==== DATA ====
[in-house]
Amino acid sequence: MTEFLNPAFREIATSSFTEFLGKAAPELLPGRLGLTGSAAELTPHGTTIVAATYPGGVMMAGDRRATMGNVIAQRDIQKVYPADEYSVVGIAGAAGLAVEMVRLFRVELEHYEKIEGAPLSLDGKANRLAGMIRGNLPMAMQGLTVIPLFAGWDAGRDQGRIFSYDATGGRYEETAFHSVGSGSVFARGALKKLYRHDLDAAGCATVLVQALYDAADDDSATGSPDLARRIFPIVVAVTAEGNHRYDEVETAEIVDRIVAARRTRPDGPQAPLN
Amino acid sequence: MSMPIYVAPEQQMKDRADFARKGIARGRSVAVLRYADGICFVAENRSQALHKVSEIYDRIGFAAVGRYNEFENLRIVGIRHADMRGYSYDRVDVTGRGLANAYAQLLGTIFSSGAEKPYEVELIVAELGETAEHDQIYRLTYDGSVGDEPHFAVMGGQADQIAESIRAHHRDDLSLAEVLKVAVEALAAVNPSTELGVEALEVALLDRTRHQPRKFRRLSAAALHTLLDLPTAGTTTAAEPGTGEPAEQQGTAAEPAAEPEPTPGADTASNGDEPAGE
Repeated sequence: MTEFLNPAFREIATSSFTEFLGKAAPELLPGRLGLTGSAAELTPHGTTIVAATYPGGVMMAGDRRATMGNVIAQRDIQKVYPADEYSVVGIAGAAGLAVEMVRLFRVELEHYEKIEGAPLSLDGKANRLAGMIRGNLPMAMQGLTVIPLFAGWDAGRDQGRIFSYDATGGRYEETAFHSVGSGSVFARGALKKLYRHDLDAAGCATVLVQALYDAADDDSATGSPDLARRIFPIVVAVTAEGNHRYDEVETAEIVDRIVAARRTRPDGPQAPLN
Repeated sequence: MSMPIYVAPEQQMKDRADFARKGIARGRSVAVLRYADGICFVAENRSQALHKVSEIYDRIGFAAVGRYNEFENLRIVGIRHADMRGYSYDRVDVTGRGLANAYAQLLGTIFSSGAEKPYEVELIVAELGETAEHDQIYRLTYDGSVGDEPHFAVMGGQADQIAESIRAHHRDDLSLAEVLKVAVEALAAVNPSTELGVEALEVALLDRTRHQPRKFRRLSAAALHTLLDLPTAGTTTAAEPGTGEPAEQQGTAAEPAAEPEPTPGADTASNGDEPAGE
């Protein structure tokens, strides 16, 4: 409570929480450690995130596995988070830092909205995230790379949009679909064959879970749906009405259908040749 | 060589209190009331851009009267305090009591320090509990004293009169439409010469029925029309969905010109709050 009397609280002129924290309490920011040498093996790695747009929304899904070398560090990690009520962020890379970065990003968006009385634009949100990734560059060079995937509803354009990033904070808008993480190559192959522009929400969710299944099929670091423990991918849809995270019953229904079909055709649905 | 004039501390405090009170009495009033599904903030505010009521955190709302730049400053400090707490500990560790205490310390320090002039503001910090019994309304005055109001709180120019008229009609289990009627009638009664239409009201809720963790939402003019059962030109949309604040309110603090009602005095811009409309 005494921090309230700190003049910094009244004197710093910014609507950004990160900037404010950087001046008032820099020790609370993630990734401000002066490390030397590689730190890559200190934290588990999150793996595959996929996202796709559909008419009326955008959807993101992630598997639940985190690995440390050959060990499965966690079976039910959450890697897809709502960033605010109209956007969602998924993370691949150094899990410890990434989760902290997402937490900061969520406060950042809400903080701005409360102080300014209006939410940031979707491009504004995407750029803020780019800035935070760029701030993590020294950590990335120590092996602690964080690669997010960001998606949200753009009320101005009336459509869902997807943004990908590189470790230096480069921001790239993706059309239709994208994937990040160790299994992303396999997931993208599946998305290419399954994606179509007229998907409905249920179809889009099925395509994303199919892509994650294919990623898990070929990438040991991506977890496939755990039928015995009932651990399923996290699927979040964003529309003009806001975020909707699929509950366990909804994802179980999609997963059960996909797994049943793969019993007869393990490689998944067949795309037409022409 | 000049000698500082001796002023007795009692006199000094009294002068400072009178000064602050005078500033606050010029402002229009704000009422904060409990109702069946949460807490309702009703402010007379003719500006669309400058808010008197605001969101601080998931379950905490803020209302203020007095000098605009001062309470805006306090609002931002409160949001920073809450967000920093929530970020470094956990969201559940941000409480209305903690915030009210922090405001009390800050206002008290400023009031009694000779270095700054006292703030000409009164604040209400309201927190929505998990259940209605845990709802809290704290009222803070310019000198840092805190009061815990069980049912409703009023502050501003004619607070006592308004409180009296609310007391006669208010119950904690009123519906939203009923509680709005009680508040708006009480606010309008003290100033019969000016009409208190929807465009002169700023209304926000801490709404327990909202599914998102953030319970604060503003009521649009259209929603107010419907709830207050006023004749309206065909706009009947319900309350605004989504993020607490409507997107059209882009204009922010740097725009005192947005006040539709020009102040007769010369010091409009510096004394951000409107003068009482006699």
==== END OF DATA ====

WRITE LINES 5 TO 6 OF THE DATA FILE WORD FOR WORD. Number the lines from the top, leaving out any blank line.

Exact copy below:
Repeated sequence: MSMPIYVAPEQQMKDRADFARKGIARGRSVAVLRYADGICFVAENRSQALHKVSEIYDRIGFAAVGRYNEFENLRIVGIRHADMRGYSYDRVDVTGRGLANAYAQLLGTIFSSGAEKPYEVELIVAELGETAEHDQIYRLTYDGSVGDEPHFAVMGGQADQIAESIRAHHRDDLSLAEVLKVAVEALAAVNPSTELGVEALEVALLDRTRHQPRKFRRLSAAALHTLLDLPTAGTTTAAEPGTGEPAEQQGTAAEPAAEPEPTPGADTASNGDEPAGE
């Protein structure tokens, strides 16, 4: 409570929480450690995130596995988070830092909205995230790379949009679909064959879970749906009405259908040749 | 060589209190009331851009009267305090009591320090509990004293009169439409010469029925029309969905010109709050 009397609280002129924290309490920011040498093996790695747009929304899904070398560090990690009520962020890379970065990003968006009385634009949100990734560059060079995937509803354009990033904070808008993480190559192959522009929400969710299944099929670091423990991918849809995270019953229904079909055709649905 | 004039501390405090009170009495009033599904903030505010009521955190709302730049400053400090707490500990560790205490310390320090002039503001910090019994309304005055109001709180120019008229009609289990009627009638009664239409009201809720963790939402003019059962030109949309604040309110603090009602005095811009409309 005494921090309230700190003049910094009244004197710093910014609507950004990160900037404010950087001046008032820099020790609370993630990734401000002066490390030397590689730190890559200190934290588990999150793996595959996929996202796709559909008419009326955008959807993101992630598997639940985190690995440390050959060990499965966690079976039910959450890697897809709502960033605010109209956007969602998924993370691949150094899990410890990434989760902290997402937490900061969520406060950042809400903080701005409360102080300014209006939410940031979707491009504004995407750029803020780019800035935070760029701030993590020294950590990335120590092996602690964080690669997010960001998606949200753009009320101005009336459509869902997807943004990908590189470790230096480069921001790239993706059309239709994208994937990040160790299994992303396999997931993208599946998305290419399954994606179509007229998907409905249920179809889009099925395509994303199919892509994650294919990623898990070929990438040991991506977890496939755990039928015995009932651990399923996290699927979040964003529309003009806001975020909707699929509950366990909804994802179980999609997963059960996909797994049943793969019993007869393990490689998944067949795309037409022409 | 000049000698500082001796002023007795009692006199000094009294002068400072009178000064602050005078500033606050010029402002229009704000009422904060409990109702069946949460807490309702009703402010007379003719500006669309400058808010008197605001969101601080998931379950905490803020209302203020007095000098605009001062309470805006306090609002931002409160949001920073809450967000920093929530970020470094956990969201559940941000409480209305903690915030009210922090405001009390800050206002008290400023009031009694000779270095700054006292703030000409009164604040209400309201927190929505998990259940209605845990709802809290704290009222803070310019000198840092805190009061815990069980049912409703009023502050501003004619607070006592308004409180009296609310007391006669208010119950904690009123519906939203009923509680709005009680508040708006009480606010309008003290100033019969000016009409208190929807465009002169700023209304926000801490709404327990909202599914998102953030319970604060503003009521649009259209929603107010419907709830207050006023004749309206065909706009009947319900309350605004989504993020607490409507997107059209882009204009922010740097725009005192947005006040539709020009102040007769010369010091409009510096004394951000409107003068009482006699």